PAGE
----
It's defined in textbook form as "Mental or moral strength to venture, persevere, and withstand danger, fear, or difficulty." It's referred to as, "The ability to do something that frightens one." And it's also known as, "Strength in the face of pain or grief."
It's defined in real life as James Conner.
Conner was a running back at the University of Pittsburgh two years ago, battling an MCL injury that had him sidelined. While going through rehab, he started to notice some abnormalities, most notably swelling in his face when he was lifting weights.
He knew something wasn't right, but he didn't know what. He never could have imagined how bad it was. On Thanksgiving Day in 2015 he would be diagnosed with Hodgkin lymphoma.
Conner admitted to being scared when he got the news. Come on, who wouldn't be? But he found courage to fight that feeling.
"Fear is a choice. I chose not to fear cancer," said Conner when he made his diagnosis public.
There were days when the chemotherapy and medication knocked the heck out of him, but he didn't let that slow him down. One day he would have an IV pumping medicine in him, and a few days later he would be back on the practice field with his Pitt teammates, working out and doing the unimaginable.
He fearlessly battled the disease, never giving up hope that he would return to the football field, and he did so in triumphant fashion in Pitt's 2016 opener against Villanova, scoring two touchdowns.
The icing on the cake came when Conner was drafted by the Steelers in the third round of the 2017 NFL Draft, completing what was beyond a courageous battle to keep a dream alive.
He has been honored many times for his courage, and on Thursday night at Heinz Field received one more honor, from someone he admires.
Conner was presented with the Courage Award at the Jerome Bettis Bus Stops Here Foundation 'Caring for Kids' dinner.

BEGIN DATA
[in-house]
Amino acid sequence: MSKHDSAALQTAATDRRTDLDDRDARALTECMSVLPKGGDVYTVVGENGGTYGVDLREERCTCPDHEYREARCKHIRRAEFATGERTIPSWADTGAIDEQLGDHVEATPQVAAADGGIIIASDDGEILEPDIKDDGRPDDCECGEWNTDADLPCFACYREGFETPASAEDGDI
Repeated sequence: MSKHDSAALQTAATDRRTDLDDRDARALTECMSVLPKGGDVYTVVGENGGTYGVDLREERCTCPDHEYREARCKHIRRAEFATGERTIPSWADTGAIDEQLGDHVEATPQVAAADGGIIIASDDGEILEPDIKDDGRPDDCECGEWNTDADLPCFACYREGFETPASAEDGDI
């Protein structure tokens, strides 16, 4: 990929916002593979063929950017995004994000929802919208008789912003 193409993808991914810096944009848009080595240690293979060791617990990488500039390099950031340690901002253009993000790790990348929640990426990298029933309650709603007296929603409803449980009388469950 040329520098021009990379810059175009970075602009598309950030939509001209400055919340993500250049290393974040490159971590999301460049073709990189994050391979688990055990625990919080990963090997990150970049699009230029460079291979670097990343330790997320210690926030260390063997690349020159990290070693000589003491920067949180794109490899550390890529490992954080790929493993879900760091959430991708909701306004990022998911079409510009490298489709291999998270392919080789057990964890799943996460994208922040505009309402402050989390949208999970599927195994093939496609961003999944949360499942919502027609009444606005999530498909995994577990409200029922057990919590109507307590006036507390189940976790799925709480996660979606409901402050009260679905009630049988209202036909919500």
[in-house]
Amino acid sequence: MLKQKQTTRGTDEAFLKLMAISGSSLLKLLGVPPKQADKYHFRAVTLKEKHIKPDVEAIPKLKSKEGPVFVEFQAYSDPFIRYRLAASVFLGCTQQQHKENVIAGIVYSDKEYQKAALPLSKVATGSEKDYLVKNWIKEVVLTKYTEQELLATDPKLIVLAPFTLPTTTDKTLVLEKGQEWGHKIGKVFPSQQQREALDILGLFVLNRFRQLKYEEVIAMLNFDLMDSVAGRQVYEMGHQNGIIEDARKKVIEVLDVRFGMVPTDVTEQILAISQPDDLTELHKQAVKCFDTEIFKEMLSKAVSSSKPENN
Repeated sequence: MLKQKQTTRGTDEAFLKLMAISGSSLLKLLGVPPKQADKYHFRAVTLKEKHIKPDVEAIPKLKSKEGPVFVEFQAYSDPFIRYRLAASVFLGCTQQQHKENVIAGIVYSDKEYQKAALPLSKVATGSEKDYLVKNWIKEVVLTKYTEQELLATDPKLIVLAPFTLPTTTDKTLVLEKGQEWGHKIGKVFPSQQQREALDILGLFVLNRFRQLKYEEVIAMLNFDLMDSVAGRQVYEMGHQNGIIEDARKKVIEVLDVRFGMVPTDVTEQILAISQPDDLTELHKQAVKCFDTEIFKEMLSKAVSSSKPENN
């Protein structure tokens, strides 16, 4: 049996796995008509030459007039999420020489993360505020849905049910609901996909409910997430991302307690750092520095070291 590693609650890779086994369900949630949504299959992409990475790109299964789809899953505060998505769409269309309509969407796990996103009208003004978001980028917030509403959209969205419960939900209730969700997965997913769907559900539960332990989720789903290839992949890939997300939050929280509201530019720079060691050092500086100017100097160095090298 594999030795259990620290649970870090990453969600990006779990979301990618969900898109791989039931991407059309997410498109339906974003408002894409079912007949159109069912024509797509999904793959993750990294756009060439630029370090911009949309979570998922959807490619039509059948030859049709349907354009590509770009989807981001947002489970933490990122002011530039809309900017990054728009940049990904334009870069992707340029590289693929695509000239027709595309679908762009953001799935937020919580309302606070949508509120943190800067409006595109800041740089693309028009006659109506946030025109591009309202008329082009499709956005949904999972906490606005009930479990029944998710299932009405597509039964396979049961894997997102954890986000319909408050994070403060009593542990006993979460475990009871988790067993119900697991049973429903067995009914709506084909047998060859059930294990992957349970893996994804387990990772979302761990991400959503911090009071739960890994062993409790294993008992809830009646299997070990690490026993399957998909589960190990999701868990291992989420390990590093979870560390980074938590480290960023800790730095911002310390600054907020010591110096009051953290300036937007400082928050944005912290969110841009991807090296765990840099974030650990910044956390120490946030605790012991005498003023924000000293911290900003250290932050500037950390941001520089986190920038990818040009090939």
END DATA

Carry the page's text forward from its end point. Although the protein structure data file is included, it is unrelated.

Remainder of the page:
"It really was an easy decision to select him with what he has overcome," said Bettis. "What he has been able to do and accomplish in such a short period of time, the way he has been able to motivate people and inspire people. He does nothing but show courage."
Conner said he was humbled to be honored by Bettis, someone he was a fan of growing up.
"It's awesome to get this award from Jerome," said Conner. "Watching Jerome Bettis growing up, I always looked up to him. Now playing for the same team, the same position.
"It's a great honor to be honored by him. It's prestigious."
While many struggle to find courage, for Conner it was easy because it's something that he always possessed, but his battle was the first time he had to truly demonstrate it.
"Something like that comes from within," said Conner. "It's something you are born with, and you are just blessed with. You draw strength from others around you, your teammates and stuff. I had a great supporting cast really all around the world through social media and stuff, but really right here in Pittsburgh where I played college ball. The support helps you get that courage.
"To still be in Pittsburgh, that is such a help. There are a lot of familiar faces and great relationships I have established over time. It's awesome to stay in the city, where my doctor is, my friends and family. It's a blessing."
Conner's doctor, UPMC Hillman Cancer Center's Dr. Stanley Marks, was also honored at the dinner with the Humanitarian Award.
"This event is great for our foundation because the ultimate goal is to impact the kids in this community, and this does," said Bettis. "Beyond that, to be able to do the things we do and honor people in the community that is an important part as well. So many people are doing good things in this community. This is a chance for us to shine a light on some of the great people in the community that are changing lives, saving lives and encouraging people to be better."